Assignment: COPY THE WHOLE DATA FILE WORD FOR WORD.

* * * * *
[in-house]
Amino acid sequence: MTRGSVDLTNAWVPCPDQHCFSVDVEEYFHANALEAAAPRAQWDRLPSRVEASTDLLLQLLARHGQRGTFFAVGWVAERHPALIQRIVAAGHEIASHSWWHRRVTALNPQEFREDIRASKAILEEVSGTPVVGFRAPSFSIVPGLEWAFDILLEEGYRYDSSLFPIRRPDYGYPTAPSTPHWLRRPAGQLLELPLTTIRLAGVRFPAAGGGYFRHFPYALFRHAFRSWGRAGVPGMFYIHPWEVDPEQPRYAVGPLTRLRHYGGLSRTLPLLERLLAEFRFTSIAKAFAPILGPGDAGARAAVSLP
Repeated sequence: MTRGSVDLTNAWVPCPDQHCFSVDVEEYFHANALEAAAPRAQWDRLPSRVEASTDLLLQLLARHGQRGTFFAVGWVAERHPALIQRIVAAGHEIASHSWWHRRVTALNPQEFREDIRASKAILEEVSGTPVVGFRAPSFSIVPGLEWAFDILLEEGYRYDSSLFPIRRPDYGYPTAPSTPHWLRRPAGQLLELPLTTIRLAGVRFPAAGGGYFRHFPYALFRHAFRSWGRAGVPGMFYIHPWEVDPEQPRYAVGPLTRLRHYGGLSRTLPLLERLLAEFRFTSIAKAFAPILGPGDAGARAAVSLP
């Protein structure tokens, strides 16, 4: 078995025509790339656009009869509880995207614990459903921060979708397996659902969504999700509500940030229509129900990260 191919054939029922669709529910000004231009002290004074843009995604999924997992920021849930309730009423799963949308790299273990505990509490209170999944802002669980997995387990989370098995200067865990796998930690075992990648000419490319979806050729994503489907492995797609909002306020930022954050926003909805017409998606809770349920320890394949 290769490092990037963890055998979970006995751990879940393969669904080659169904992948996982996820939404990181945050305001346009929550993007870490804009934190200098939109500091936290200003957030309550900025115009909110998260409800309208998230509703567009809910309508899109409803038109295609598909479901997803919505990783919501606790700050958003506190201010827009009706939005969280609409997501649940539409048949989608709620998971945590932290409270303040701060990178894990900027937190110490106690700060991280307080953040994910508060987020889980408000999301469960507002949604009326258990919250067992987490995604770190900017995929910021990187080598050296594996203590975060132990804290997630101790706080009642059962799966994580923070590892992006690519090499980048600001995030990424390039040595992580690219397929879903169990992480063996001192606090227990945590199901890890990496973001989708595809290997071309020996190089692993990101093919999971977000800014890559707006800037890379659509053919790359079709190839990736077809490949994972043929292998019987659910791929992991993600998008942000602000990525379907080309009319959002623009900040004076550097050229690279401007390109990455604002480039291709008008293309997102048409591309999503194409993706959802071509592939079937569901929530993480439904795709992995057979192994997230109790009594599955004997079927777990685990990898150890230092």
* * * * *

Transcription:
[in-house]
Amino acid sequence: MTRGSVDLTNAWVPCPDQHCFSVDVEEYFHANALEAAAPRAQWDRLPSRVEASTDLLLQLLARHGQRGTFFAVGWVAERHPALIQRIVAAGHEIASHSWWHRRVTALNPQEFREDIRASKAILEEVSGTPVVGFRAPSFSIVPGLEWAFDILLEEGYRYDSSLFPIRRPDYGYPTAPSTPHWLRRPAGQLLELPLTTIRLAGVRFPAAGGGYFRHFPYALFRHAFRSWGRAGVPGMFYIHPWEVDPEQPRYAVGPLTRLRHYGGLSRTLPLLERLLAEFRFTSIAKAFAPILGPGDAGARAAVSLP
Repeated sequence: MTRGSVDLTNAWVPCPDQHCFSVDVEEYFHANALEAAAPRAQWDRLPSRVEASTDLLLQLLARHGQRGTFFAVGWVAERHPALIQRIVAAGHEIASHSWWHRRVTALNPQEFREDIRASKAILEEVSGTPVVGFRAPSFSIVPGLEWAFDILLEEGYRYDSSLFPIRRPDYGYPTAPSTPHWLRRPAGQLLELPLTTIRLAGVRFPAAGGGYFRHFPYALFRHAFRSWGRAGVPGMFYIHPWEVDPEQPRYAVGPLTRLRHYGGLSRTLPLLERLLAEFRFTSIAKAFAPILGPGDAGARAAVSLP
């Protein structure tokens, strides 16, 4: 078995025509790339656009009869509880995207614990459903921060979708397996659902969504999700509500940030229509129900990260 191919054939029922669709529910000004231009002290004074843009995604999924997992920021849930309730009423799963949308790299273990505990509490209170999944802002669980997995387990989370098995200067865990796998930690075992990648000419490319979806050729994503489907492995797609909002306020930022954050926003909805017409998606809770349920320890394949 290769490092990037963890055998979970006995751990879940393969669904080659169904992948996982996820939404990181945050305001346009929550993007870490804009934190200098939109500091936290200003957030309550900025115009909110998260409800309208998230509703567009809910309508899109409803038109295609598909479901997803919505990783919501606790700050958003506190201010827009009706939005969280609409997501649940539409048949989608709620998971945590932290409270303040701060990178894990900027937190110490106690700060991280307080953040994910508060987020889980408000999301469960507002949604009326258990919250067992987490995604770190900017995929910021990187080598050296594996203590975060132990804290997630101790706080009642059962799966994580923070590892992006690519090499980048600001995030990424390039040595992580690219397929879903169990992480063996001192606090227990945590199901890890990496973001989708595809290997071309020996190089692993990101093919999971977000800014890559707006800037890379659509053919790359079709190839990736077809490949994972043929292998019987659910791929992991993600998008942000602000990525379907080309009319959002623009900040004076550097050229690279401007390109990455604002480039291709008008293309997102048409591309999503194409993706959802071509592939079937569901929530993480439904795709992995057979192994997230109790009594599955004997079927777990685990990898150890230092």